Agama’s CEO, Mikael Dahlgren, talks about the importance of working proactively to tackle service issues.
How do operators stand to gain from proactively searching for service problems; and how far is it possible to measure the impact of this in financial terms?
By working proactively, operators are able to identify and solve problems before they start to affect customers or to escalate. This also makes it easier to prioritise operations, so that the most important issues can be addressed first.
Proactive working methods will result in fewer calls to Customer Services; shortened average handling times; and, improved NPS scores. Most importantly, if you can reduce or even eradicate the time customers are affected, churn rates fall and customer satisfaction and operational efficiency rises. This, in turn, helps to cut costs and boost profits.
To what extent are operators already taking a proactive approach to service assurance and how much still needs to be done?
Many operators that we work with are, to a large extent, already proactively managing technical problems, such as fault-finding or change management. Swiss operator netplus.ch, for example, reduced problems in on-demand delivery by more than 50%, thanks to a proactive way of working. By focusing on the right things to improve and invest in, we are convinced that more operators will benefit from this way of working.
Being proactive isn’t just about the technical side of things though. Operators are now also looking at understanding how their customers are using their service. For example, by analysing which parts of their service are being used the most and which parts are not used at all. With these insights, the overall customer experience can be improved with an optimised service offer and churn can be prevented as a result.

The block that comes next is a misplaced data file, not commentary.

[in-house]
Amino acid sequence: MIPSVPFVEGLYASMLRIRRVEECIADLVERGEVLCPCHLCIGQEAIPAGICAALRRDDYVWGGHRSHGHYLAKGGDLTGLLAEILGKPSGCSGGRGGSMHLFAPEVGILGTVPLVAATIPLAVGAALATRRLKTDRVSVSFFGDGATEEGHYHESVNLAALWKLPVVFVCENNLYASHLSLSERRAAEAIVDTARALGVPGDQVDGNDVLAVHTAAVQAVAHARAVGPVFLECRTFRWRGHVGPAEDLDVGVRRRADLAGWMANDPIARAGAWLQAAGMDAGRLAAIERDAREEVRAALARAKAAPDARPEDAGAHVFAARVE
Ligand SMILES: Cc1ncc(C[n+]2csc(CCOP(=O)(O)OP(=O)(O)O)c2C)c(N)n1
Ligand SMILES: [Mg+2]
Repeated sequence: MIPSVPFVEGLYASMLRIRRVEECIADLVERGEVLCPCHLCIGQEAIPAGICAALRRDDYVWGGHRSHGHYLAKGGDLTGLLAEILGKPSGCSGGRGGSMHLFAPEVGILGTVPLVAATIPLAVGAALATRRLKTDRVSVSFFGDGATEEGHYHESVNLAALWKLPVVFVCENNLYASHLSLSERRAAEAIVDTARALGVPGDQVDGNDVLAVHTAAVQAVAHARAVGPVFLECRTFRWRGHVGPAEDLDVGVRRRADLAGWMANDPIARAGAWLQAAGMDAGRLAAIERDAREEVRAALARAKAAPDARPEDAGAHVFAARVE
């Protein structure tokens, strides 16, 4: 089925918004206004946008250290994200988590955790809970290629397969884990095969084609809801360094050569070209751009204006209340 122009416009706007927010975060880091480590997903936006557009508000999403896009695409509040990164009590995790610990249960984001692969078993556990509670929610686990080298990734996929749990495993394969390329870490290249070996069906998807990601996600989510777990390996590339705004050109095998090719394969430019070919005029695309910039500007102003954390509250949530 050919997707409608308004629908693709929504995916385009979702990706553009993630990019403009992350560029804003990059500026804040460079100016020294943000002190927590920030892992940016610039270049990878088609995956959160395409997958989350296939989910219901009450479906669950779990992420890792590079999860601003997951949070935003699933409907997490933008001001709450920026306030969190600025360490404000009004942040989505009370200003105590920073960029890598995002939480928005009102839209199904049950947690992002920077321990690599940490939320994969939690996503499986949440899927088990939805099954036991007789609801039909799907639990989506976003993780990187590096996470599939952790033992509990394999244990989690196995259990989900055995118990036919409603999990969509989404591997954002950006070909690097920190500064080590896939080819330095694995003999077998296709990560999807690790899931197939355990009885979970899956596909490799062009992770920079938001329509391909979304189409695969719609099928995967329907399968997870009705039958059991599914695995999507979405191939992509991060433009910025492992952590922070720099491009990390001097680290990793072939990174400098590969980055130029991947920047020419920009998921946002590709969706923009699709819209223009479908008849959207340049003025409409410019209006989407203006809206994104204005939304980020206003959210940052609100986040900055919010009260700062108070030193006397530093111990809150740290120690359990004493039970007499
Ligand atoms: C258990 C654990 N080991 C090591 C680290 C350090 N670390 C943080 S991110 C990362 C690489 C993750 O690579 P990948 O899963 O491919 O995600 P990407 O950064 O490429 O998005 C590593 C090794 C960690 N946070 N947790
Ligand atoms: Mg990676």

What challenges stand in the way of operators taking this approach to service assurance?
It is easy in day-to-day operations to focus on reactive processes, such as incident management and problem management. In our experience, however, instead of spending a lot of time, effort and resources on detecting and restoring event-oriented problems, it is more effective for the operator to invest in a more proactive way of working, in order to anticipate, find or prevent faults, before they cause problems for customers.
To really benefit from a proactive approach, the operator might need to adjust current workflows and processes, provide additional staff training and reassess roles, responsibilities and goals.
What do operators need to put in place when implementing a proactive way of working?
To successfully implement a proactive way of working, operators must have the right awareness and insights easily available and truly understand their service performance. It is vital to focus at first on the most cost-efficient aspects to be improved upon, those parts that drive the higher return on investment (ROI). It might prove too costly to try and better everything at once. To ensure that the move over to a proactive way of working goes smoothly, management must drive these changes.
Once the operator has a solution in place, it becomes much easier to understand and proactively identify potential problems and upcoming faults. To get the necessary information for this proactive work, data must be collected from the whole chain – from production to consumption. The system also needs to enable powerful aggregation, correlation and visualisation, as well as trend analysis and automated data analysis.
To conclude, operators implementing a proactive way of working reap great benefits. Having the right awareness and insights and the authorisation from management to drive change enables the operator to both increase customer understanding and improve operational efficiency.